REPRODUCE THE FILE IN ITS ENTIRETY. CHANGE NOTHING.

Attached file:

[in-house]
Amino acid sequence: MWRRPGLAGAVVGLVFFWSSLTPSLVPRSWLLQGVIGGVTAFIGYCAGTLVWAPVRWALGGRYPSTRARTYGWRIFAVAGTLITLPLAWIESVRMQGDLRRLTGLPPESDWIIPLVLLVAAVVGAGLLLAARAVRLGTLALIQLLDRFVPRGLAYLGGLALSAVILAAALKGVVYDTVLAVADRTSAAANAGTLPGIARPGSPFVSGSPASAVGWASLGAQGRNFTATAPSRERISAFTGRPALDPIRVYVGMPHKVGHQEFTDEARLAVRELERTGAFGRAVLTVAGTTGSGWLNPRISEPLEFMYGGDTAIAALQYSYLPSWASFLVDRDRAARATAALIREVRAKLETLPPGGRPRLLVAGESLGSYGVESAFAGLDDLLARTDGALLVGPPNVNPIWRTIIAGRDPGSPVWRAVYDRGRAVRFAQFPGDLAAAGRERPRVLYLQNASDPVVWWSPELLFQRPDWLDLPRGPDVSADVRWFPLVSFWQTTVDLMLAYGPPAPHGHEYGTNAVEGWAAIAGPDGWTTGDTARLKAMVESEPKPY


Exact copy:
[in-house]
Amino acid sequence: MWRRPGLAGAVVGLVFFWSSLTPSLVPRSWLLQGVIGGVTAFIGYCAGTLVWAPVRWALGGRYPSTRARTYGWRIFAVAGTLITLPLAWIESVRMQGDLRRLTGLPPESDWIIPLVLLVAAVVGAGLLLAARAVRLGTLALIQLLDRFVPRGLAYLGGLALSAVILAAALKGVVYDTVLAVADRTSAAANAGTLPGIARPGSPFVSGSPASAVGWASLGAQGRNFTATAPSRERISAFTGRPALDPIRVYVGMPHKVGHQEFTDEARLAVRELERTGAFGRAVLTVAGTTGSGWLNPRISEPLEFMYGGDTAIAALQYSYLPSWASFLVDRDRAARATAALIREVRAKLETLPPGGRPRLLVAGESLGSYGVESAFAGLDDLLARTDGALLVGPPNVNPIWRTIIAGRDPGSPVWRAVYDRGRAVRFAQFPGDLAAAGRERPRVLYLQNASDPVVWWSPELLFQRPDWLDLPRGPDVSADVRWFPLVSFWQTTVDLMLAYGPPAPHGHEYGTNAVEGWAAIAGPDGWTTGDTARLKAMVESEPKPY